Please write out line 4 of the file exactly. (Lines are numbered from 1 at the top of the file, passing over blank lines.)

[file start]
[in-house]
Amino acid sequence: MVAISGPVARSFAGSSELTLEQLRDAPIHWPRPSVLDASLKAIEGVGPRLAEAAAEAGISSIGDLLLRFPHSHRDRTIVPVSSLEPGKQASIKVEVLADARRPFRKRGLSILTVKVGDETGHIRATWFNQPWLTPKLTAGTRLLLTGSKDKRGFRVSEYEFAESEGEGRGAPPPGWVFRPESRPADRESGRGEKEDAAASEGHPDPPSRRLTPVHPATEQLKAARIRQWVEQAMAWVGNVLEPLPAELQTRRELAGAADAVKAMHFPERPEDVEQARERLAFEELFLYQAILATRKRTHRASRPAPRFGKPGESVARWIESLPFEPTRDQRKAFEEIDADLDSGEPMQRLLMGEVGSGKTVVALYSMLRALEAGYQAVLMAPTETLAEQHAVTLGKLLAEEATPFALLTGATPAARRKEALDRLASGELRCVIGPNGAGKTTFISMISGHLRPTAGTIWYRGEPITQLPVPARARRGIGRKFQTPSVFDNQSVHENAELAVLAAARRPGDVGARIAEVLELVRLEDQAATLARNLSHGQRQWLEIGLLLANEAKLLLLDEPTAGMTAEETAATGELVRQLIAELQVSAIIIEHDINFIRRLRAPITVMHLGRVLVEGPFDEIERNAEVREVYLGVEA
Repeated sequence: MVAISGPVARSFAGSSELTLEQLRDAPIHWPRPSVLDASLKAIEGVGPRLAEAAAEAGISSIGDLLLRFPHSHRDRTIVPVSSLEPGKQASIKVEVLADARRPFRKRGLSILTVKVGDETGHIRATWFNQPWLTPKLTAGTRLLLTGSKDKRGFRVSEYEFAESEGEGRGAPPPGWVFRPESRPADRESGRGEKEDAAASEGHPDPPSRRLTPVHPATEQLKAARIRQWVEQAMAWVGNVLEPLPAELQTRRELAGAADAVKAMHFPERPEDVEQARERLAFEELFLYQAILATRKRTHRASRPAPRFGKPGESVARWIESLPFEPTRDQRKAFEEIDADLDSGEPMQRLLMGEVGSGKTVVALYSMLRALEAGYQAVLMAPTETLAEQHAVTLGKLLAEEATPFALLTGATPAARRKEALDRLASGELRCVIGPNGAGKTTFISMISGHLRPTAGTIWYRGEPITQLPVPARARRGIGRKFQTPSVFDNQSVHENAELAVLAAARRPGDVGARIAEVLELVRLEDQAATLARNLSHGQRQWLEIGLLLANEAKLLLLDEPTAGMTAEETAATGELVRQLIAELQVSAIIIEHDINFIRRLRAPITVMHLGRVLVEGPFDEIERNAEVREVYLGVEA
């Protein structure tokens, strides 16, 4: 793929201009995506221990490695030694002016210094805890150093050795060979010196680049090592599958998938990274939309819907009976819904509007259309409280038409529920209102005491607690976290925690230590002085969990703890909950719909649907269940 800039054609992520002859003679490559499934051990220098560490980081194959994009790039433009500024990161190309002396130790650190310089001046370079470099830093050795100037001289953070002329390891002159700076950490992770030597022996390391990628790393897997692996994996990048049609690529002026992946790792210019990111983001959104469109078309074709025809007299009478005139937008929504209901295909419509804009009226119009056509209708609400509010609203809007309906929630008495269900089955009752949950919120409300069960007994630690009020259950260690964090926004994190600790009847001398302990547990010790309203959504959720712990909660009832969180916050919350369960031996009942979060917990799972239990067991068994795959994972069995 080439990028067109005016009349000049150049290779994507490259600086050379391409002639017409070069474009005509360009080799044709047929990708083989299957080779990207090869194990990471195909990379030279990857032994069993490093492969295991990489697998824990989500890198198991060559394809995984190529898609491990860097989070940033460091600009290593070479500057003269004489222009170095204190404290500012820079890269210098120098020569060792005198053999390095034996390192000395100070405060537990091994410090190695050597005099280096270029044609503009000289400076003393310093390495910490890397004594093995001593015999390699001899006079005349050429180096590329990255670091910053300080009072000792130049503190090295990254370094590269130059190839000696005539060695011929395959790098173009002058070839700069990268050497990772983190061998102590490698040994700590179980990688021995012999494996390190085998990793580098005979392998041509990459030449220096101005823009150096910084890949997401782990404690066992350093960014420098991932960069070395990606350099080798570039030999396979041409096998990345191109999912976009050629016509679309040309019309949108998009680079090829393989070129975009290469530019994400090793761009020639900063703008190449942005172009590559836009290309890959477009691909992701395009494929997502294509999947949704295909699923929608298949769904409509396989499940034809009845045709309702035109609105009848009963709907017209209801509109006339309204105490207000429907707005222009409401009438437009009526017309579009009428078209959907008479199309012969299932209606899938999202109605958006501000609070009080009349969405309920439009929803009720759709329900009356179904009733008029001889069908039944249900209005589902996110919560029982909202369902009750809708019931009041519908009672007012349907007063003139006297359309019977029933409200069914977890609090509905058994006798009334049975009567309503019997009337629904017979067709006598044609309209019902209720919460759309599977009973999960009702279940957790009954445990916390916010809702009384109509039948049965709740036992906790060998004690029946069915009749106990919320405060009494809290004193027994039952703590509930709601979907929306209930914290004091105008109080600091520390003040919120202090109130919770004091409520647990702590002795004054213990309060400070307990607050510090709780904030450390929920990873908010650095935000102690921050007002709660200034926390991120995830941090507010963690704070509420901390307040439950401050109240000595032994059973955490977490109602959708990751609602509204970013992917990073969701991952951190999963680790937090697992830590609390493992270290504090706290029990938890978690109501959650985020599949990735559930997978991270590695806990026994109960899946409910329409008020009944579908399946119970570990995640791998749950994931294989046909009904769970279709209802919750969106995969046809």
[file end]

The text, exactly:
């Protein structure tokens, strides 16, 4: 793929201009995506221990490695030694002016210094805890150093050795060979010196680049090592599958998938990274939309819907009976819904509007259309409280038409529920209102005491607690976290925690230590002085969990703890909950719909649907269940 800039054609992520002859003679490559499934051990220098560490980081194959994009790039433009500024990161190309002396130790650190310089001046370079470099830093050795100037001289953070002329390891002159700076950490992770030597022996390391990628790393897997692996994996990048049609690529002026992946790792210019990111983001959104469109078309074709025809007299009478005139937008929504209901295909419509804009009226119009056509209708609400509010609203809007309906929630008495269900089955009752949950919120409300069960007994630690009020259950260690964090926004994190600790009847001398302990547990010790309203959504959720712990909660009832969180916050919350369960031996009942979060917990799972239990067991068994795959994972069995 080439990028067109005016009349000049150049290779994507490259600086050379391409002639017409070069474009005509360009080799044709047929990708083989299957080779990207090869194990990471195909990379030279990857032994069993490093492969295991990489697998824990989500890198198991060559394809995984190529898609491990860097989070940033460091600009290593070479500057003269004489222009170095204190404290500012820079890269210098120098020569060792005198053999390095034996390192000395100070405060537990091994410090190695050597005099280096270029044609503009000289400076003393310093390495910490890397004594093995001593015999390699001899006079005349050429180096590329990255670091910053300080009072000792130049503190090295990254370094590269130059190839000696005539060695011929395959790098173009002058070839700069990268050497990772983190061998102590490698040994700590179980990688021995012999494996390190085998990793580098005979392998041509990459030449220096101005823009150096910084890949997401782990404690066992350093960014420098991932960069070395990606350099080798570039030999396979041409096998990345191109999912976009050629016509679309040309019309949108998009680079090829393989070129975009290469530019994400090793761009020639900063703008190449942005172009590559836009290309890959477009691909992701395009494929997502294509999947949704295909699923929608298949769904409509396989499940034809009845045709309702035109609105009848009963709907017209209801509109006339309204105490207000429907707005222009409401009438437009009526017309579009009428078209959907008479199309012969299932209606899938999202109605958006501000609070009080009349969405309920439009929803009720759709329900009356179904009733008029001889069908039944249900209005589902996110919560029982909202369902009750809708019931009041519908009672007012349907007063003139006297359309019977029933409200069914977890609090509905058994006798009334049975009567309503019997009337629904017979067709006598044609309209019902209720919460759309599977009973999960009702279940957790009954445990916390916010809702009384109509039948049965709740036992906790060998004690029946069915009749106990919320405060009494809290004193027994039952703590509930709601979907929306209930914290004091105008109080600091520390003040919120202090109130919770004091409520647990702590002795004054213990309060400070307990607050510090709780904030450390929920990873908010650095935000102690921050007002709660200034926390991120995830941090507010963690704070509420901390307040439950401050109240000595032994059973955490977490109602959708990751609602509204970013992917990073969701991952951190999963680790937090697992830590609390493992270290504090706290029990938890978690109501959650985020599949990735559930997978991270590695806990026994109960899946409910329409008020009944579908399946119970570990995640791998749950994931294989046909009904769970279709209802919750969106995969046809």